Access options

Get access to the full version of this content by using one of the access options below. (Log in options will check for institutional or personal access. Content may require purchase if you do not have access.)

References

Arnold, G. W. 1975. Herbage intake and grazing behaviour in ewes of four breeds at different physiological states. Aust. J. agric. Res. 26: 10171024.CrossRefGoogle Scholar
Arnold, G. W. and Dudzinski, M. L. 1967. Studies on the diet of the grazing animal. II. The effect of physiological status in ewes and pasture availability on herbage intake. Aust. J. agric. Res. 18: 349359.CrossRefGoogle Scholar
Bines, J. A., Suzuki, S. and Balch, C. C. 1969. The quantitative significance of long-term regulation of food intake in the cow. Br. J. Nutr. 23: 695704.CrossRefGoogle ScholarPubMed
Blaxter, K. L. 1957. The effects of defective nutrition during pregnancy in farm livestock. Proc. Nutr. Soc. 16: 5258.CrossRefGoogle ScholarPubMed
Cooper, M. McG. 1966. In-wintering of sheep. OutI. Agric. 5: 8084.CrossRefGoogle Scholar
Foot, J. Z. 1969. Voluntary food intake and body composition in pregnant ewes. Ph.D. Thesis, Fac. Science, Univ. Aberdeen.Google Scholar
Foot, J. Z. and Greenhalgh, J. F. D. 1970. A note on the relation between weights of alimentary tract contents, body fat and the uterus in Blackface ewes. Anim. Prod. 12: 669671.CrossRefGoogle Scholar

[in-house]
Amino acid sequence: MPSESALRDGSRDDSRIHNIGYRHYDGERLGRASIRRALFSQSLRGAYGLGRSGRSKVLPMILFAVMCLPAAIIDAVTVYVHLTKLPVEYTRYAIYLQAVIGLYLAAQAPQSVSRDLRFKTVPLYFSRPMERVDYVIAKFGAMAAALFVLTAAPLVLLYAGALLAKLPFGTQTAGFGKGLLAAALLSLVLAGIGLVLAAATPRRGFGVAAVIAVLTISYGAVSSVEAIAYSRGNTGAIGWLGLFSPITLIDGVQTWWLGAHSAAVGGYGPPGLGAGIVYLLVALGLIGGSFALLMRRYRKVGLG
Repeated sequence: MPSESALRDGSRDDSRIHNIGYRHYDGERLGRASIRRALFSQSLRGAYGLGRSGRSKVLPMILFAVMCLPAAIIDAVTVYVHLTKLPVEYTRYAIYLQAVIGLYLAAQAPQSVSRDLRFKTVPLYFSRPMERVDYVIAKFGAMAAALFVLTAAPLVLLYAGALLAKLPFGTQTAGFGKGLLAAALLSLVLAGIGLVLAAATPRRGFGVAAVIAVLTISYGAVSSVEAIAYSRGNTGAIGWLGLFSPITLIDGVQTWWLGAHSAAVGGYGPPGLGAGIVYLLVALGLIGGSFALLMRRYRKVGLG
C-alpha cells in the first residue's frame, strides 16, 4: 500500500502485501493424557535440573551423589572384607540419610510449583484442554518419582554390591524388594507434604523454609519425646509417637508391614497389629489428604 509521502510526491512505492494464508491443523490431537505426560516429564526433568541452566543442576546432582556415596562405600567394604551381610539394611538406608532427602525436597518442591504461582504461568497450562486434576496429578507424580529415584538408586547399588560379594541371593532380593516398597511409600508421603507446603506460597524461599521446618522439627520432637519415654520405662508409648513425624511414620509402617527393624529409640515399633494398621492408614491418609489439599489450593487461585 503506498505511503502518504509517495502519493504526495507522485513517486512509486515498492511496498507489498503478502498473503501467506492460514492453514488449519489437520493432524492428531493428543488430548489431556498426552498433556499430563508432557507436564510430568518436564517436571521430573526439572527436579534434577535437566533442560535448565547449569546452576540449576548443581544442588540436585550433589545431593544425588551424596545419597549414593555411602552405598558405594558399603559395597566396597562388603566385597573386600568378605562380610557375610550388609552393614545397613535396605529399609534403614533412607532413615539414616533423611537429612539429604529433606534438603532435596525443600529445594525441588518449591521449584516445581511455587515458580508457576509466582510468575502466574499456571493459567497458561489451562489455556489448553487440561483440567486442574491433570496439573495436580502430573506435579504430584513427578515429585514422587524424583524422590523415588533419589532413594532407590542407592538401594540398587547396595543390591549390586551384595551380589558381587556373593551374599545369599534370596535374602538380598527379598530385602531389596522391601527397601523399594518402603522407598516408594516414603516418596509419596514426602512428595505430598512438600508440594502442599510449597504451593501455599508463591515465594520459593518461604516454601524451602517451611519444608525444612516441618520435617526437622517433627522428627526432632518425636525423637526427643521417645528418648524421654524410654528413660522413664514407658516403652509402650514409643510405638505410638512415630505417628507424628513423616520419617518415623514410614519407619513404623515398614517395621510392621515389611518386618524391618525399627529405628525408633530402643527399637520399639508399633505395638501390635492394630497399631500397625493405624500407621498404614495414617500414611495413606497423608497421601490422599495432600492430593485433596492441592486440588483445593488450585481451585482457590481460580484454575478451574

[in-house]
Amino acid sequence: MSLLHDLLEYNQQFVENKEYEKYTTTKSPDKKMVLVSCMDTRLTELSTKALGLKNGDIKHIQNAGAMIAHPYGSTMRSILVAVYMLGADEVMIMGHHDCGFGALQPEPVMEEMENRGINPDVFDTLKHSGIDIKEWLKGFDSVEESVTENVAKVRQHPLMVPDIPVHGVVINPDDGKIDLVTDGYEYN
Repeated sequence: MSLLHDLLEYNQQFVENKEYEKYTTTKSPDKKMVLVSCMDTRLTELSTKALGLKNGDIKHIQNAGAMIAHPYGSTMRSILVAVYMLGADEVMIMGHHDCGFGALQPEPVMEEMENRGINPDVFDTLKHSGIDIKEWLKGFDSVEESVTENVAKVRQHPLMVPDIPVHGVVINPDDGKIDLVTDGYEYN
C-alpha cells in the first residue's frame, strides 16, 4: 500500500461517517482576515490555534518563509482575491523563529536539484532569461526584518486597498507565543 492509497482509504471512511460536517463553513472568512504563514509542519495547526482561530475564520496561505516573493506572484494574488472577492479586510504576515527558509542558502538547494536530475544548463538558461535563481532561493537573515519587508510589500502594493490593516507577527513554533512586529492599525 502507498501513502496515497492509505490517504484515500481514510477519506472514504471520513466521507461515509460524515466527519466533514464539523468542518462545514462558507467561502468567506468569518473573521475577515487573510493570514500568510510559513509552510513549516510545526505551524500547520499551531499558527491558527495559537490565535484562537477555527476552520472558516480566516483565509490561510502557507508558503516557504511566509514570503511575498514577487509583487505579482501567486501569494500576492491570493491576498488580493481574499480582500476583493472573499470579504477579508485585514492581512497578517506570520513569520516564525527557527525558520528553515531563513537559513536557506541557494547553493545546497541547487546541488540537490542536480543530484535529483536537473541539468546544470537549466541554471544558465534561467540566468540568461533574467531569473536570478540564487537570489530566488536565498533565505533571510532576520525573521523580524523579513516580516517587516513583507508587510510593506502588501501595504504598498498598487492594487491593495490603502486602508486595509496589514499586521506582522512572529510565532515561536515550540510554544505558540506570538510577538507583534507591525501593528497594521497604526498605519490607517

Foot, J. Z. and Russel, A. J. F. 1978. Pattern of intake of three roughage diets by non-pregnant, non-lactating Scottish Blackface ewes over a long period and the effects of previous nutritional history on current intake. Anim. Prod. 26: 202215.CrossRefGoogle Scholar
Forbes, J. M. 1968. The physical relationships of the abdominal organs in the pregnant ewe. J. agric. Sci., Camb. 70: 171177.CrossRefGoogle Scholar
Forbes, J. M. 1970a. The voluntary food intake of pregnant and lactating ruminants: A review. Br. vet. J. 126: 111.CrossRefGoogle ScholarPubMed
Forbes, J. M. 1970b. Voluntary intake of pregnant ewes. J. Anim. Sci. 31: 12221227.CrossRefGoogle Scholar
Forbes, J. M. 1977. Interrelationships between physical and metabolic control of voluntary food intake in fattening, pregnant and lactating mature ewes: A model. Anim. Prod. 24: 91101.CrossRefGoogle Scholar
Fraser, A. H. H., Godden, W., Snook, L. C. and Thomson, W. 1939. Ketonaemia in pregnant ewes and its possible relation to pregnancy diseases. J. Physiol, Land. 97: 120127.CrossRefGoogle Scholar